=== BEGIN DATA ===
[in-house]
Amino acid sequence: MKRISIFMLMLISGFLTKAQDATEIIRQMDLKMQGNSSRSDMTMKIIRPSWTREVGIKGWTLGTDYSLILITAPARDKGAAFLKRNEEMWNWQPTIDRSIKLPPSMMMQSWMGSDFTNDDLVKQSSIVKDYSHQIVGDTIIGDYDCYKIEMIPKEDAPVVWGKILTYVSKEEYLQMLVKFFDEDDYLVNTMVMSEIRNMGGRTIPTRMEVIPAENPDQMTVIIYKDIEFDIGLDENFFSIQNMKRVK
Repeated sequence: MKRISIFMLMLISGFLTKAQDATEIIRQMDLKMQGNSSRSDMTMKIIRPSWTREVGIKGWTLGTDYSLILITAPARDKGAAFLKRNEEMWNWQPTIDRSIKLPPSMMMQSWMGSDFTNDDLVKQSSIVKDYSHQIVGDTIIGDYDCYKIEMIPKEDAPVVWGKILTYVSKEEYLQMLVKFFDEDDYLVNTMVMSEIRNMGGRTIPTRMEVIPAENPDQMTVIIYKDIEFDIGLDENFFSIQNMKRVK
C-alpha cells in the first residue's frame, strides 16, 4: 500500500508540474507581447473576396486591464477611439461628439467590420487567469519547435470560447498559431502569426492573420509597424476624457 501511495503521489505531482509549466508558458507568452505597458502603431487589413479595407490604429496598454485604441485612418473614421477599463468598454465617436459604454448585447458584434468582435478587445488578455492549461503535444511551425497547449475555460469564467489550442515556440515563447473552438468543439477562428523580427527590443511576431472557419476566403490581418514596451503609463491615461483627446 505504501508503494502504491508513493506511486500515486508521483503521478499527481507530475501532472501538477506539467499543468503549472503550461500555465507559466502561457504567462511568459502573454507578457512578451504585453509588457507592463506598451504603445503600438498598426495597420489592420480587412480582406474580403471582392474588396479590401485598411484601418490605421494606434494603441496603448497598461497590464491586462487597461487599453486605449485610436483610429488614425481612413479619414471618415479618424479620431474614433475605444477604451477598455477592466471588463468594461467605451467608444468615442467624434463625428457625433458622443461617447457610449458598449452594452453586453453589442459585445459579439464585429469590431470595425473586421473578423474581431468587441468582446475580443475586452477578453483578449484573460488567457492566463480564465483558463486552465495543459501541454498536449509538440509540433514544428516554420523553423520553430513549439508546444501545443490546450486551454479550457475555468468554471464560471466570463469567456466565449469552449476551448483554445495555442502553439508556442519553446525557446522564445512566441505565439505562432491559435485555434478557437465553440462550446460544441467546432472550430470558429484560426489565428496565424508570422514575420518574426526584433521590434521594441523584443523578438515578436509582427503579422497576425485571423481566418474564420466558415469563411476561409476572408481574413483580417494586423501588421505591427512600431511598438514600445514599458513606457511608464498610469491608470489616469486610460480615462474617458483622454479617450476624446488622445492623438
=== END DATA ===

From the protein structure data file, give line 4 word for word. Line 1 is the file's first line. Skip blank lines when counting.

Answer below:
C-alpha cells in the first residue's frame, strides 16, 4: 500500500508540474507581447473576396486591464477611439461628439467590420487567469519547435470560447498559431502569426492573420509597424476624457 501511495503521489505531482509549466508558458507568452505597458502603431487589413479595407490604429496598454485604441485612418473614421477599463468598454465617436459604454448585447458584434468582435478587445488578455492549461503535444511551425497547449475555460469564467489550442515556440515563447473552438468543439477562428523580427527590443511576431472557419476566403490581418514596451503609463491615461483627446 505504501508503494502504491508513493506511486500515486508521483503521478499527481507530475501532472501538477506539467499543468503549472503550461500555465507559466502561457504567462511568459502573454507578457512578451504585453509588457507592463506598451504603445503600438498598426495597420489592420480587412480582406474580403471582392474588396479590401485598411484601418490605421494606434494603441496603448497598461497590464491586462487597461487599453486605449485610436483610429488614425481612413479619414471618415479618424479620431474614433475605444477604451477598455477592466471588463468594461467605451467608444468615442467624434463625428457625433458622443461617447457610449458598449452594452453586453453589442459585445459579439464585429469590431470595425473586421473578423474581431468587441468582446475580443475586452477578453483578449484573460488567457492566463480564465483558463486552465495543459501541454498536449509538440509540433514544428516554420523553423520553430513549439508546444501545443490546450486551454479550457475555468468554471464560471466570463469567456466565449469552449476551448483554445495555442502553439508556442519553446525557446522564445512566441505565439505562432491559435485555434478557437465553440462550446460544441467546432472550430470558429484560426489565428496565424508570422514575420518574426526584433521590434521594441523584443523578438515578436509582427503579422497576425485571423481566418474564420466558415469563411476561409476572408481574413483580417494586423501588421505591427512600431511598438514600445514599458513606457511608464498610469491608470489616469486610460480615462474617458483622454479617450476624446488622445492623438